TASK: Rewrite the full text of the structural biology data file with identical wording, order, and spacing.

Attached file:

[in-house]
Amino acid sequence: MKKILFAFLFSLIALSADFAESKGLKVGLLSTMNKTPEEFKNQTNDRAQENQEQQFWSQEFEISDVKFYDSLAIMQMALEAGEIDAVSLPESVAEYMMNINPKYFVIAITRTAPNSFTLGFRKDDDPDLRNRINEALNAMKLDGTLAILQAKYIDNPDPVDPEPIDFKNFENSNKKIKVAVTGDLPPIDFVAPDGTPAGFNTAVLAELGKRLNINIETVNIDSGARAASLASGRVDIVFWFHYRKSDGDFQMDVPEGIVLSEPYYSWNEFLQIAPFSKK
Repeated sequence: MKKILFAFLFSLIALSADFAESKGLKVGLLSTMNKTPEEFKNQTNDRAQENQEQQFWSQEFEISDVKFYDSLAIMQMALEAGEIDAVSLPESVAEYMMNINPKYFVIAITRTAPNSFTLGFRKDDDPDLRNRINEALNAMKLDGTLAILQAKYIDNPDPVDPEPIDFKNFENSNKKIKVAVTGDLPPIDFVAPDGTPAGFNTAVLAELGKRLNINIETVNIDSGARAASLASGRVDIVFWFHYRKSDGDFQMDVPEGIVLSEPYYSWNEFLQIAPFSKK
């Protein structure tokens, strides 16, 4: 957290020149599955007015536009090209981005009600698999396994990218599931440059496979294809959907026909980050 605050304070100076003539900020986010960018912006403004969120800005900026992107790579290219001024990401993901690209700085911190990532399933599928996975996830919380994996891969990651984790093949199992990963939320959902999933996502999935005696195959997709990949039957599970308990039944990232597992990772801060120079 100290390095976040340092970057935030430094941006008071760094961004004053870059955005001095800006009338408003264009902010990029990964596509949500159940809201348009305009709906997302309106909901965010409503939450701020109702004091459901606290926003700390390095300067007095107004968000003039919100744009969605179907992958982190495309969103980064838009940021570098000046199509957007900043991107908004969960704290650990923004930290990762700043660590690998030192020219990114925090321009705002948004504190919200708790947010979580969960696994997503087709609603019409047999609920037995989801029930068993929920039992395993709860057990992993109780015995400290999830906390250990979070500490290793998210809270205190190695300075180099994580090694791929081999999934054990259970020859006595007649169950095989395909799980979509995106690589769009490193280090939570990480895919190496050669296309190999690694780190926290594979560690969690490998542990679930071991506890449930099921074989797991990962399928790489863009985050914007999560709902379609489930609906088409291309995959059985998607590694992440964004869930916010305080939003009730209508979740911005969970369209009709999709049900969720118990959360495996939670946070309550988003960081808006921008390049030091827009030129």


[in-house]
Amino acid sequence: MKKILFAFLFSLIALSADFAESKGLKVGLLSTMNKTPEEFKNQTNDRAQENQEQQFWSQEFEISDVKFYDSLAIMQMALEAGEIDAVSLPESVAEYMMNINPKYFVIAITRTAPNSFTLGFRKDDDPDLRNRINEALNAMKLDGTLAILQAKYIDNPDPVDPEPIDFKNFENSNKKIKVAVTGDLPPIDFVAPDGTPAGFNTAVLAELGKRLNINIETVNIDSGARAASLASGRVDIVFWFHYRKSDGDFQMDVPEGIVLSEPYYSWNEFLQIAPFSKK
Repeated sequence: MKKILFAFLFSLIALSADFAESKGLKVGLLSTMNKTPEEFKNQTNDRAQENQEQQFWSQEFEISDVKFYDSLAIMQMALEAGEIDAVSLPESVAEYMMNINPKYFVIAITRTAPNSFTLGFRKDDDPDLRNRINEALNAMKLDGTLAILQAKYIDNPDPVDPEPIDFKNFENSNKKIKVAVTGDLPPIDFVAPDGTPAGFNTAVLAELGKRLNINIETVNIDSGARAASLASGRVDIVFWFHYRKSDGDFQMDVPEGIVLSEPYYSWNEFLQIAPFSKK
């Protein structure tokens, strides 16, 4: 957290020149599955007015536009090209981005009600698999396994990218599931440059496979294809959907026909980050 605050304070100076003539900020986010960018912006403004969120800005900026992107790579290219001024990401993901690209700085911190990532399933599928996975996830919380994996891969990651984790093949199992990963939320959902999933996502999935005696195959997709990949039957599970308990039944990232597992990772801060120079 100290390095976040340092970057935030430094941006008071760094961004004053870059955005001095800006009338408003264009902010990029990964596509949500159940809201348009305009709906997302309106909901965010409503939450701020109702004091459901606290926003700390390095300067007095107004968000003039919100744009969605179907992958982190495309969103980064838009940021570098000046199509957007900043991107908004969960704290650990923004930290990762700043660590690998030192020219990114925090321009705002948004504190919200708790947010979580969960696994997503087709609603019409047999609920037995989801029930068993929920039992395993709860057990992993109780015995400290999830906390250990979070500490290793998210809270205190190695300075180099994580090694791929081999999934054990259970020859006595007649169950095989395909799980979509995106690589769009490193280090939570990480895919190496050669296309190999690694780190926290594979560690969690490998542990679930071991506890449930099921074989797991990962399928790489863009985050914007999560709902379609489930609906088409291309995959059985998607590694992440964004869930916010305080939003009730209508979740911005969970369209009709999709049900969720118990959360495996939670946070309550988003960081808006921008390049030091827009030129």